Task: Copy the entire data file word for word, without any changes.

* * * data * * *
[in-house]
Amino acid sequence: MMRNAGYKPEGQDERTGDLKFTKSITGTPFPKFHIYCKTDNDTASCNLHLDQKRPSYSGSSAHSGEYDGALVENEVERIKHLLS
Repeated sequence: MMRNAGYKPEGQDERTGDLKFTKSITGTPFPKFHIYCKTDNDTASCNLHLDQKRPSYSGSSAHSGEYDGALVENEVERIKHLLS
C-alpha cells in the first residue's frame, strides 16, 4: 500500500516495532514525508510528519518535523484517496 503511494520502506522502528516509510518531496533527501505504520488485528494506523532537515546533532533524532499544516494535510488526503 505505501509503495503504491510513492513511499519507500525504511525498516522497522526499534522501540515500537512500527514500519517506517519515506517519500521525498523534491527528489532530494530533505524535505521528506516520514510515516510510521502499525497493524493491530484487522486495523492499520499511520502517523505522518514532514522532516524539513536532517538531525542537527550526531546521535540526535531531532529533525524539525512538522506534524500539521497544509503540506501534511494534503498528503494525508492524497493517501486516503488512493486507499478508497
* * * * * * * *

[in-house]
Amino acid sequence: MMRNAGYKPEGQDERTGDLKFTKSITGTPFPKFHIYCKTDNDTASCNLHLDQKRPSYSGSSAHSGEYDGALVENEVERIKHLLS
Repeated sequence: MMRNAGYKPEGQDERTGDLKFTKSITGTPFPKFHIYCKTDNDTASCNLHLDQKRPSYSGSSAHSGEYDGALVENEVERIKHLLS
C-alpha cells in the first residue's frame, strides 16, 4: 500500500516495532514525508510528519518535523484517496 503511494520502506522502528516509510518531496533527501505504520488485528494506523532537515546533532533524532499544516494535510488526503 505505501509503495503504491510513492513511499519507500525504511525498516522497522526499534522501540515500537512500527514500519517506517519515506517519500521525498523534491527528489532530494530533505524535505521528506516520514510515516510510521502499525497493524493491530484487522486495523492499520499511520502517523505522518514532514522532516524539513536532517538531525542537527550526531546521535540526535531531532529533525524539525512538522506534524500539521497544509503540506501534511494534503498528503494525508492524497493517501486516503488512493486507499478508497